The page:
Editorial, Opinion

EDIT: Ethics and photography

The New York Post received backlash for the cover photo of its Tuesday edition, which showed a man clinging to the side of a subway platform as a subway train comes rushing toward him. The man, 58-year-old Ki-Suck Han, was allegedly pushed into the tracks by an unidentified individual Monday. A freelance photographer captured Han struggling to lift himself onto the platform before Han was fatally struck by a train, according to an article in CNN.

On social media networks Tuesday, users condemned the Post for running such a graphic image, and rightly so. The photo depicts the man struggling for his life, his death eminent. If a reader finds this image is disturbing, imagine how Han’s children would react. Publishing this image on the cover, let alone at all, seems unethical. Aside from the graphic nature of the photo, the headline was also executed in poor taste. The words “DOOMED” run across the bottom of the page, while the sub-headline reads, “Pushed on the subway track, this man is about to die.” On top of running a graphic image, the Post completely dehumanized the subject. Han was a father, a friend, not a spectacle. What is also disturbing is that at a glance, the cover could look like a meme. Memes have distinct typefaces that seem to have been replicated here. While the word “doomed” in all caps could aptly convey fear and conflict in another story with a different page design, the headline, photo and layout in this story run the risk of conveying a different tone.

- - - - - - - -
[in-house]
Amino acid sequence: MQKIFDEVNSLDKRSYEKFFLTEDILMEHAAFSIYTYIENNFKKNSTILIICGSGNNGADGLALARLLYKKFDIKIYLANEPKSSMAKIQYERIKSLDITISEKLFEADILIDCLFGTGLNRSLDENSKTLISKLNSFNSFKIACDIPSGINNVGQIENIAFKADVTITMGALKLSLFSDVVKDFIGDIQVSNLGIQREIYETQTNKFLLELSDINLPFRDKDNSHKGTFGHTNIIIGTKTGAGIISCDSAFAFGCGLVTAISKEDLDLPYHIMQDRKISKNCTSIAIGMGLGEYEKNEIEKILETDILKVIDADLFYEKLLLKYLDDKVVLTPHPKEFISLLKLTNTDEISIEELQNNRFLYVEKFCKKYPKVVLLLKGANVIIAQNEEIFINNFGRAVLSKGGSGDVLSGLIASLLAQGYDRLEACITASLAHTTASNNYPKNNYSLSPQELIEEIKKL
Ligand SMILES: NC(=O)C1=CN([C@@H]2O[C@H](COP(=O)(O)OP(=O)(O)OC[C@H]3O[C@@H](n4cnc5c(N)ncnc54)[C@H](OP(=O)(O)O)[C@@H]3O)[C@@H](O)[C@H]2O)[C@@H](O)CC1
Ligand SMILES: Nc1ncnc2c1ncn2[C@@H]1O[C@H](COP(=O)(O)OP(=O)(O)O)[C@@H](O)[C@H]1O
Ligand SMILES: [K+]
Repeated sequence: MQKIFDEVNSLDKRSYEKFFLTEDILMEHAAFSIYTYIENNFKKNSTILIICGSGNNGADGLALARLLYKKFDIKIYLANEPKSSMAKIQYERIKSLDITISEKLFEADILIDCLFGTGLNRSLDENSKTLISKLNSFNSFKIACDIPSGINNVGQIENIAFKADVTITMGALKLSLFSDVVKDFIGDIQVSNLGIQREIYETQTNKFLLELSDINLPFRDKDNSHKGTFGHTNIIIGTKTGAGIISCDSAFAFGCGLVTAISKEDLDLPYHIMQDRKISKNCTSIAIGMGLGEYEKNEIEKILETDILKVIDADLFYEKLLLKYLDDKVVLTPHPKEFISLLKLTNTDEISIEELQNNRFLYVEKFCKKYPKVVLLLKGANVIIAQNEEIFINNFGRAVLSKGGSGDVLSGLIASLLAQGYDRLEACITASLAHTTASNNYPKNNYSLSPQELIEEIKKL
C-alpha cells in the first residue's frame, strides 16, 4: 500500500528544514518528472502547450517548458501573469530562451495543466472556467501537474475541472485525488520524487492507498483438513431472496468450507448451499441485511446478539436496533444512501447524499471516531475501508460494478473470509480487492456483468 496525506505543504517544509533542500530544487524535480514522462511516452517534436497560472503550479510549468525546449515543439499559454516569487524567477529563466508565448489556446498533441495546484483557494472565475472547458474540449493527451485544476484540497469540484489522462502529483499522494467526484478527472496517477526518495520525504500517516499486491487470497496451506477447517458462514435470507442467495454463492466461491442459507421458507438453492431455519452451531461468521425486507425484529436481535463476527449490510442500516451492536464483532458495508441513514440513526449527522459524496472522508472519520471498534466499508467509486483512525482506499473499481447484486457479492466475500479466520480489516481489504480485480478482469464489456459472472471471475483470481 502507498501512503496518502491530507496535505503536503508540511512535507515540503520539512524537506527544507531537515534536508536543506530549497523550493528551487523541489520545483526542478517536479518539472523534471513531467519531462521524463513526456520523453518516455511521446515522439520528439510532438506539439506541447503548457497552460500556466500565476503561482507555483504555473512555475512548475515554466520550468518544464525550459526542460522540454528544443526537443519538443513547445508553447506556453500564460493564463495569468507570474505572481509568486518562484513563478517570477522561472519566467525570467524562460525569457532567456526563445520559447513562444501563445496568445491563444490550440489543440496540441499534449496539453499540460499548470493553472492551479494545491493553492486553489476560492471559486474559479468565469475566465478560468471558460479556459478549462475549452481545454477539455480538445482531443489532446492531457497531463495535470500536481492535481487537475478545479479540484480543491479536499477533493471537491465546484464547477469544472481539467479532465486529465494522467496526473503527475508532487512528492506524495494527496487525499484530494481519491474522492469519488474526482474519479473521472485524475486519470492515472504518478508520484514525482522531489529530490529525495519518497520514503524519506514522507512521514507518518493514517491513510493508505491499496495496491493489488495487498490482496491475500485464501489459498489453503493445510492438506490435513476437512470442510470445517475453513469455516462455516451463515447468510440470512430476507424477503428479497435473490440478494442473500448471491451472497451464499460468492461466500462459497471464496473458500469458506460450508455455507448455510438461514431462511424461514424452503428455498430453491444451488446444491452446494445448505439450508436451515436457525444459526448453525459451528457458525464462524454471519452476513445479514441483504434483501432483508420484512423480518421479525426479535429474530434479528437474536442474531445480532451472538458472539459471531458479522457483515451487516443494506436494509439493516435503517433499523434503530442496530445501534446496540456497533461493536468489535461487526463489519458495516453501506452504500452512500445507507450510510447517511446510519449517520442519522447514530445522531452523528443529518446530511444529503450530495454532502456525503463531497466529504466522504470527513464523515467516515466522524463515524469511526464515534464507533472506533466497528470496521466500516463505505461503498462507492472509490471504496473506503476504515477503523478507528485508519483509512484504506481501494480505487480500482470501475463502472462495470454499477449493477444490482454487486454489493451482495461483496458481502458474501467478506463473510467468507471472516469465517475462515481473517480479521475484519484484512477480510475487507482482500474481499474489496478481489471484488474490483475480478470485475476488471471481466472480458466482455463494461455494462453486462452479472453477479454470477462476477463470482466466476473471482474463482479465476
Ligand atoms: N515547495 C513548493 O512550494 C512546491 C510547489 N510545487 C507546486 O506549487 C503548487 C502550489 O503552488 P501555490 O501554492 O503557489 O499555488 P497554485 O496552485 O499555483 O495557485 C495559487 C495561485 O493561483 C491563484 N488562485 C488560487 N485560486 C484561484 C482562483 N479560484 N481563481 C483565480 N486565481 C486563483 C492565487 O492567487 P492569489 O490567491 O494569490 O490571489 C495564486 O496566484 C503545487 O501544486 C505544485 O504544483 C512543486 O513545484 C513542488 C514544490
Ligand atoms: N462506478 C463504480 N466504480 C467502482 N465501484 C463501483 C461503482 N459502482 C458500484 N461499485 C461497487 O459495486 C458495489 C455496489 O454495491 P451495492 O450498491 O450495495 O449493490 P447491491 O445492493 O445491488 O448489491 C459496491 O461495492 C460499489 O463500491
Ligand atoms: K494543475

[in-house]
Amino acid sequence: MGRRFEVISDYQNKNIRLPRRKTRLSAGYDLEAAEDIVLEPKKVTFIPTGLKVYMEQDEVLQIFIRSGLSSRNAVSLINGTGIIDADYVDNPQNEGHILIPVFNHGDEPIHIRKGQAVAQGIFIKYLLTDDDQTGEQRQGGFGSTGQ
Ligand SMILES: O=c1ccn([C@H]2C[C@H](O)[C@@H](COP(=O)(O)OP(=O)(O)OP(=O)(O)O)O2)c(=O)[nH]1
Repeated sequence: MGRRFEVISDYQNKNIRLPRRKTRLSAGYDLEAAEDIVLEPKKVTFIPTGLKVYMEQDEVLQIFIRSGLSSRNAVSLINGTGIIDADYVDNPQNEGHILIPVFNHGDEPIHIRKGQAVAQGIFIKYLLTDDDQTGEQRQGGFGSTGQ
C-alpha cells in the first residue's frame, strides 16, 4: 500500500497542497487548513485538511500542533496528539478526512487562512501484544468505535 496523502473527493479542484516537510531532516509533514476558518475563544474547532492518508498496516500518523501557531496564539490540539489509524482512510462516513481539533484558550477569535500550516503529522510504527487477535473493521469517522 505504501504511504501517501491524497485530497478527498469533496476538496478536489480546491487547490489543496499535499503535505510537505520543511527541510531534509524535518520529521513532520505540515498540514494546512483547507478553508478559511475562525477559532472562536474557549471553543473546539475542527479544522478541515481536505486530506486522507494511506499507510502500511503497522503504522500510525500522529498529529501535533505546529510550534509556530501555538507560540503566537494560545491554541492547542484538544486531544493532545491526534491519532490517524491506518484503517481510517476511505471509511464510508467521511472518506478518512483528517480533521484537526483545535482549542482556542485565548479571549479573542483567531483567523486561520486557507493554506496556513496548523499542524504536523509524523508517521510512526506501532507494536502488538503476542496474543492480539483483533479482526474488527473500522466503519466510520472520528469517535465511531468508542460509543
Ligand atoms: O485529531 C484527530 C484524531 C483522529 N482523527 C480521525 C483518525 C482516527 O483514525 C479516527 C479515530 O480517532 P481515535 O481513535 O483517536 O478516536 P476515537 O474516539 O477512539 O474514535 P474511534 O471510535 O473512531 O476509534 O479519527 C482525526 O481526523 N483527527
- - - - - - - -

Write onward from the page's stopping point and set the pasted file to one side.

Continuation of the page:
When asked why he took the photo instead of helping the man, the freelancer said he did try to help, but his idea of helping was firing his camera’s flash to warn the driver, according to CNN. The argument is weak at best, but from this emerges an age-old dilemma for journalists, especially photojournalists: whether to act as a reporter or a human.While we would have preferred the photographer put down his camera and assisted the Han, he was not obligated to do so. The rules of photojournalism dictate that a photographer does not interfere with the scene he or she is trying to capture. Some instances call for action, this is one of them. But, really, it is up to the individual photographer to decide whether or not to act.

In light of the criticism, it would be interesting to see if this incident encourages any photographers to come to the aid of the people they are filming in the future.

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